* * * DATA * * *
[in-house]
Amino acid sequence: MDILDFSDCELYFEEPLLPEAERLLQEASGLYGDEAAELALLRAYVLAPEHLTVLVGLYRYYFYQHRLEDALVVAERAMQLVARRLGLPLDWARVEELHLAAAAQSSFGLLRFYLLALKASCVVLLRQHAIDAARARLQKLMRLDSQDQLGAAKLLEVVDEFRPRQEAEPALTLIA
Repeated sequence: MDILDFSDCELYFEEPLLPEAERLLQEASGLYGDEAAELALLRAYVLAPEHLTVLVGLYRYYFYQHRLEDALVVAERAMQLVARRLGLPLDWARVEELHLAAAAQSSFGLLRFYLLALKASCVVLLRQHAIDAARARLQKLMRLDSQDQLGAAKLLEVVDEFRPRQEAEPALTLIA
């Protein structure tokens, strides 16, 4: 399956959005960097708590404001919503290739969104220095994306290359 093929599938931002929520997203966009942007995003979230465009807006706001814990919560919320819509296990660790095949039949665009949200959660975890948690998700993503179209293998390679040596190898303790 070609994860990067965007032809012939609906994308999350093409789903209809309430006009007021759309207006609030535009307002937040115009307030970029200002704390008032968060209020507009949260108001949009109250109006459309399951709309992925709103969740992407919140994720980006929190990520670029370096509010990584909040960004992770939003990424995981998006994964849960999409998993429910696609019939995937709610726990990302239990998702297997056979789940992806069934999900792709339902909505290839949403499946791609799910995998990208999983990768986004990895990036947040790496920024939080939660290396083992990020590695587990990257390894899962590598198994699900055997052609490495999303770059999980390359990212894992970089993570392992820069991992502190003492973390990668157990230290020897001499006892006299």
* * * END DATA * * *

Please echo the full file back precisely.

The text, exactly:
[in-house]
Amino acid sequence: MDILDFSDCELYFEEPLLPEAERLLQEASGLYGDEAAELALLRAYVLAPEHLTVLVGLYRYYFYQHRLEDALVVAERAMQLVARRLGLPLDWARVEELHLAAAAQSSFGLLRFYLLALKASCVVLLRQHAIDAARARLQKLMRLDSQDQLGAAKLLEVVDEFRPRQEAEPALTLIA
Repeated sequence: MDILDFSDCELYFEEPLLPEAERLLQEASGLYGDEAAELALLRAYVLAPEHLTVLVGLYRYYFYQHRLEDALVVAERAMQLVARRLGLPLDWARVEELHLAAAAQSSFGLLRFYLLALKASCVVLLRQHAIDAARARLQKLMRLDSQDQLGAAKLLEVVDEFRPRQEAEPALTLIA
């Protein structure tokens, strides 16, 4: 399956959005960097708590404001919503290739969104220095994306290359 093929599938931002929520997203966009942007995003979230465009807006706001814990919560919320819509296990660790095949039949665009949200959660975890948690998700993503179209293998390679040596190898303790 070609994860990067965007032809012939609906994308999350093409789903209809309430006009007021759309207006609030535009307002937040115009307030970029200002704390008032968060209020507009949260108001949009109250109006459309399951709309992925709103969740992407919140994720980006929190990520670029370096509010990584909040960004992770939003990424995981998006994964849960999409998993429910696609019939995937709610726990990302239990998702297997056979789940992806069934999900792709339902909505290839949403499946791609799910995998990208999983990768986004990895990036947040790496920024939080939660290396083992990020590695587990990257390894899962590598198994699900055997052609490495999303770059999980390359990212894992970089993570392992820069991992502190003492973390990668157990230290020897001499006892006299």